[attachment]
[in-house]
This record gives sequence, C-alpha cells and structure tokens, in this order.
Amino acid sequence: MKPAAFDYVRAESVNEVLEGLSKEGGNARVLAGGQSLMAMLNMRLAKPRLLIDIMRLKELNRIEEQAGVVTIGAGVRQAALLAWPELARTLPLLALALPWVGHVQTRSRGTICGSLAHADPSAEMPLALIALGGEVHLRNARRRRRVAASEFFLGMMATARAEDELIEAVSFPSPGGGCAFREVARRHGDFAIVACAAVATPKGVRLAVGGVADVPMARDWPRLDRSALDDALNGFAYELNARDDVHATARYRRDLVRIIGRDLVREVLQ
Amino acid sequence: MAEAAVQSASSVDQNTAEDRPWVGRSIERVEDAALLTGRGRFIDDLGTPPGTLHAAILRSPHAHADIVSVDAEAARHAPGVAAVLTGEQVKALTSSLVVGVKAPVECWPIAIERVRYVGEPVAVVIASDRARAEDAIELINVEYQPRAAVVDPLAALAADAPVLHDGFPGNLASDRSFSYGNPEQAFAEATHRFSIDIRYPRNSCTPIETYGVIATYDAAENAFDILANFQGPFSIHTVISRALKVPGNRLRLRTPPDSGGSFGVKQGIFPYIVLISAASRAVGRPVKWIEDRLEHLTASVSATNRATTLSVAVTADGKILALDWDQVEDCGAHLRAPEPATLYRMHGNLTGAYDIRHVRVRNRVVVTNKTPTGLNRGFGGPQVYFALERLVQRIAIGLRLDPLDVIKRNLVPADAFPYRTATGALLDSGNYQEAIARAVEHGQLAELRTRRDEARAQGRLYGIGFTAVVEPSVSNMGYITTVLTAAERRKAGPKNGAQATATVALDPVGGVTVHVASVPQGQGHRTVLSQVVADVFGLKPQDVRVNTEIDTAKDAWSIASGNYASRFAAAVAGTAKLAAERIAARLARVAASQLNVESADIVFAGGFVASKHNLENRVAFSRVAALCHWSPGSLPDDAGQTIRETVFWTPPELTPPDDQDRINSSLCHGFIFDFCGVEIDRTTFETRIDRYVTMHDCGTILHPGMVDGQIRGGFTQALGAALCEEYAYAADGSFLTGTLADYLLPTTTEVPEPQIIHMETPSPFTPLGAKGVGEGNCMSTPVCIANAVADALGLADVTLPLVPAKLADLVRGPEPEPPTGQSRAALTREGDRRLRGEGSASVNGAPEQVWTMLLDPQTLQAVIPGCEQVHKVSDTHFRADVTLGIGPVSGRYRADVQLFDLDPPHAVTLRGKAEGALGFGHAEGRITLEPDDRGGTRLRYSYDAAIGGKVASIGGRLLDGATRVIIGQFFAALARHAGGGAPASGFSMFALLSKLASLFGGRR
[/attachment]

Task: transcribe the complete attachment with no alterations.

[in-house]
This record gives sequence, C-alpha cells and structure tokens, in this order.
Amino acid sequence: MKPAAFDYVRAESVNEVLEGLSKEGGNARVLAGGQSLMAMLNMRLAKPRLLIDIMRLKELNRIEEQAGVVTIGAGVRQAALLAWPELARTLPLLALALPWVGHVQTRSRGTICGSLAHADPSAEMPLALIALGGEVHLRNARRRRRVAASEFFLGMMATARAEDELIEAVSFPSPGGGCAFREVARRHGDFAIVACAAVATPKGVRLAVGGVADVPMARDWPRLDRSALDDALNGFAYELNARDDVHATARYRRDLVRIIGRDLVREVLQ
Amino acid sequence: MAEAAVQSASSVDQNTAEDRPWVGRSIERVEDAALLTGRGRFIDDLGTPPGTLHAAILRSPHAHADIVSVDAEAARHAPGVAAVLTGEQVKALTSSLVVGVKAPVECWPIAIERVRYVGEPVAVVIASDRARAEDAIELINVEYQPRAAVVDPLAALAADAPVLHDGFPGNLASDRSFSYGNPEQAFAEATHRFSIDIRYPRNSCTPIETYGVIATYDAAENAFDILANFQGPFSIHTVISRALKVPGNRLRLRTPPDSGGSFGVKQGIFPYIVLISAASRAVGRPVKWIEDRLEHLTASVSATNRATTLSVAVTADGKILALDWDQVEDCGAHLRAPEPATLYRMHGNLTGAYDIRHVRVRNRVVVTNKTPTGLNRGFGGPQVYFALERLVQRIAIGLRLDPLDVIKRNLVPADAFPYRTATGALLDSGNYQEAIARAVEHGQLAELRTRRDEARAQGRLYGIGFTAVVEPSVSNMGYITTVLTAAERRKAGPKNGAQATATVALDPVGGVTVHVASVPQGQGHRTVLSQVVADVFGLKPQDVRVNTEIDTAKDAWSIASGNYASRFAAAVAGTAKLAAERIAARLARVAASQLNVESADIVFAGGFVASKHNLENRVAFSRVAALCHWSPGSLPDDAGQTIRETVFWTPPELTPPDDQDRINSSLCHGFIFDFCGVEIDRTTFETRIDRYVTMHDCGTILHPGMVDGQIRGGFTQALGAALCEEYAYAADGSFLTGTLADYLLPTTTEVPEPQIIHMETPSPFTPLGAKGVGEGNCMSTPVCIANAVADALGLADVTLPLVPAKLADLVRGPEPEPPTGQSRAALTREGDRRLRGEGSASVNGAPEQVWTMLLDPQTLQAVIPGCEQVHKVSDTHFRADVTLGIGPVSGRYRADVQLFDLDPPHAVTLRGKAEGALGFGHAEGRITLEPDDRGGTRLRYSYDAAIGGKVASIGGRLLDGATRVIIGQFFAALARHAGGGAPASGFSMFALLSKLASLFGGRR